Using Oscilloscopes

"The visual respresentation of
an electrical signal against time"

And there are many who use oscilloscopes, yet do not understand what they are looking at. Now, we are not going to enter the realms of teaching of what an oscilloscope does, and how to use them. If you require such education please consult either the manuals or technical institutions.

What we are going to cover is the tricks one can pull when trying to trace power quality issues. Some of the tricks require a certain amount of circuit building and it is assumed that if you can 'drive a scope', you can build simple circuits.

Before We Continue: Please note not all oscilloscopes are suitable for use on the mains. Those built and used primarily for servicing electronic circuits are usually only rated Cat I i.e. protected circuits where the feed impedance is 30W or more (fault currents are limited). Using them for measuring mains (even within a domestic premises) can, during fault conditions, realize fault currents in excess of 5kA. Such currents can result in life-changing burns!

Equally as dangerous are the probes supplied with such instruments. These are usually rated for peak voltages of 100V max. The peak of a 230VAC supply reaches over 3 times that and therefore begs the probe to break down. This will take Live directly to Earth via the probe's shield, which is more than likely to be running through your hand at the time of use.

One of the handiest features of the modern digitally based hand-held 'scopes is the ability to store a waveform and download it to a PC for analysis and/or inclusion in a report. Most units also have an on-screen conversion facility giving Vrms, Vpk, dBm, etc. Such figures are extremely useful but should be used as a guide only as the accuracy is usually, at best, no better than a few percent.

One of the main issues is noise and the advantage of a scope is the ability to display frequencies well into the MHz range. Transformers are selective about the frequency range they will transfer making resistive voltage dividers the better alternative. However, this does raise another issue.....

Do not use mains powered oscilloscopes for this purpose. Doing phase-neutral measurements with a mains powered, single channel input scope will require that the scope's input ground be connected to Neutral. This will lead to serious ground loop currents through the leads.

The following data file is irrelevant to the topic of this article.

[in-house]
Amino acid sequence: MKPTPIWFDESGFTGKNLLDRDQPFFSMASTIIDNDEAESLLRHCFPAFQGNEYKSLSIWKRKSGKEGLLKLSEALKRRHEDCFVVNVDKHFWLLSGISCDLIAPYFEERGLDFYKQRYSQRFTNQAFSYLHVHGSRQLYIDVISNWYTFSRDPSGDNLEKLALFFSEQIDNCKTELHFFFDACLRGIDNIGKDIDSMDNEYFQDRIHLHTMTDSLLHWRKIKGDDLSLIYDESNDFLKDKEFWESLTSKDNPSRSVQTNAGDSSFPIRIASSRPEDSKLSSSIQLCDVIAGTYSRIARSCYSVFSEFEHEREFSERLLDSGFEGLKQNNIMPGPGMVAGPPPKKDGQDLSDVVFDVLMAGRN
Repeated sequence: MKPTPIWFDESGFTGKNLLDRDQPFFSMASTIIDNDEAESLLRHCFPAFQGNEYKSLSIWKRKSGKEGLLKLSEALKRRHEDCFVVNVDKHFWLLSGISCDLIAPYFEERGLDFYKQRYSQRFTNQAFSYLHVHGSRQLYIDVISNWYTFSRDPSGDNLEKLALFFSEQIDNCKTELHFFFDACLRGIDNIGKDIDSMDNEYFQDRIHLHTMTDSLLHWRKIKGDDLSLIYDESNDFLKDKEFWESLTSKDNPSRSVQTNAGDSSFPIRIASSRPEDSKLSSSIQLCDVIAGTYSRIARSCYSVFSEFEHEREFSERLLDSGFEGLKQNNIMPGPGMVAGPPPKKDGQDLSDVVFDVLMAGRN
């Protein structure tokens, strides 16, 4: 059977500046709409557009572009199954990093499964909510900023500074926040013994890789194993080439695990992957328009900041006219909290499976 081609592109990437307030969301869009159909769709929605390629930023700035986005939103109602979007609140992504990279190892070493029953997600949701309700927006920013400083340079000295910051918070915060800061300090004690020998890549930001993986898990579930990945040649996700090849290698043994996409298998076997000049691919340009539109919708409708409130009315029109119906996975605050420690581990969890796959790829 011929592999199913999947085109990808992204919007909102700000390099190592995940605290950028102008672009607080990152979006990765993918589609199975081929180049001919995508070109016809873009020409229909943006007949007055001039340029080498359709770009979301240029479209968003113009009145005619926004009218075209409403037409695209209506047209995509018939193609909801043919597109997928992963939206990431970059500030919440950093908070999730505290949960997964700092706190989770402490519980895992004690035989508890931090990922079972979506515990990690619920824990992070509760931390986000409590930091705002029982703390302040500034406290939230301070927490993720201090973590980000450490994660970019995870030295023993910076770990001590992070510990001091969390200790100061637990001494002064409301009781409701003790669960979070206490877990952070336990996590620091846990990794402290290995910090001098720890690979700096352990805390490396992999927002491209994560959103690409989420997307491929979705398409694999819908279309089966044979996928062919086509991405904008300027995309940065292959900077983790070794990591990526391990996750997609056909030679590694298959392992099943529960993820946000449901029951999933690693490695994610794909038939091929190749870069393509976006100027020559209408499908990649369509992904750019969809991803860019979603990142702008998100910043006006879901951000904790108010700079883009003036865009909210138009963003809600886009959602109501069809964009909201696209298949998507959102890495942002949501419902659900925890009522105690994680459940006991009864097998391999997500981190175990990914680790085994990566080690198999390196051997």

An isolation transformer or 'soft earth' becomes attractive in these instances, but poses serious safety risks. I am not a fan of the isolation transformer as the casing of the 'scope can be at a dangerous potential without anyone knowing. The 'soft earth' unit described under "measurement aids" has a lamp built in to indicate a dangerous potential with the added advantage of bringing the casing back to a safe potential once the offending voltage is removed, however, using this in the company of any untrained undividual can lead to indemnity claims.

Any person who is seriously considering investigating power quality issues should invest in a decent battery powered oscilloscope with a good Cat rating (600V Cat III minimum), and one that has a long battery life between charges so as to avoid the frequent use of the battery charger. I can recommend the Fluke 43B (using the Scope function) or the Velleman Handheld Scope (mine is the K7105) with a battery life in excess of 8 hours between charges - more than a day's work! Although not as versatile as the more renowned makes of hand test instruments, the battery life more than makes up for only a slight lack of features.

With the issues surrounding the use of a mains powered 'scope (soft earths etc.) one can quickly see why a battery powered one becomes so attractive.

Just a small note on safety here; If you are intending to use battery powered oscilloscopes, such as the Velleman, never use them while powered from an AC adapter. Should the adapter break down during testing then serious current could flow.

Measuring Phase-Neutral  >>
Using Simple Recorders  >>

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© 26.01.03